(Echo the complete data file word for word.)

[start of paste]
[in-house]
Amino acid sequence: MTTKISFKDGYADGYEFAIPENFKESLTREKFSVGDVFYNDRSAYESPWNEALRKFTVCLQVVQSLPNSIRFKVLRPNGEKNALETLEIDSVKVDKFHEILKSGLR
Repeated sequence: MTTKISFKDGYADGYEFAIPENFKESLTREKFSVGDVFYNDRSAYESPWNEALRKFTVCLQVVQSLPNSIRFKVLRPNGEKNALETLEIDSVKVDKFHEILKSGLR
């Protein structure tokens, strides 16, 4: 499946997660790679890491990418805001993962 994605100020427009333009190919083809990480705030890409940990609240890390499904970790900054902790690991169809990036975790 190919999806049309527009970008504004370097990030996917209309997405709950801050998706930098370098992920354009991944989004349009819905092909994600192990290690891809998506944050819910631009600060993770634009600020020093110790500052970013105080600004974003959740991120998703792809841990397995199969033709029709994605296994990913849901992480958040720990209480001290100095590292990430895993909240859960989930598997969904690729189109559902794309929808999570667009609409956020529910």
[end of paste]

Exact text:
[in-house]
Amino acid sequence: MTTKISFKDGYADGYEFAIPENFKESLTREKFSVGDVFYNDRSAYESPWNEALRKFTVCLQVVQSLPNSIRFKVLRPNGEKNALETLEIDSVKVDKFHEILKSGLR
Repeated sequence: MTTKISFKDGYADGYEFAIPENFKESLTREKFSVGDVFYNDRSAYESPWNEALRKFTVCLQVVQSLPNSIRFKVLRPNGEKNALETLEIDSVKVDKFHEILKSGLR
């Protein structure tokens, strides 16, 4: 499946997660790679890491990418805001993962 994605100020427009333009190919083809990480705030890409940990609240890390499904970790900054902790690991169809990036975790 190919999806049309527009970008504004370097990030996917209309997405709950801050998706930098370098992920354009991944989004349009819905092909994600192990290690891809998506944050819910631009600060993770634009600020020093110790500052970013105080600004974003959740991120998703792809841990397995199969033709029709994605296994990913849901992480958040720990209480001290100095590292990430895993909240859960989930598997969904690729189109559902794309929808999570667009609409956020529910």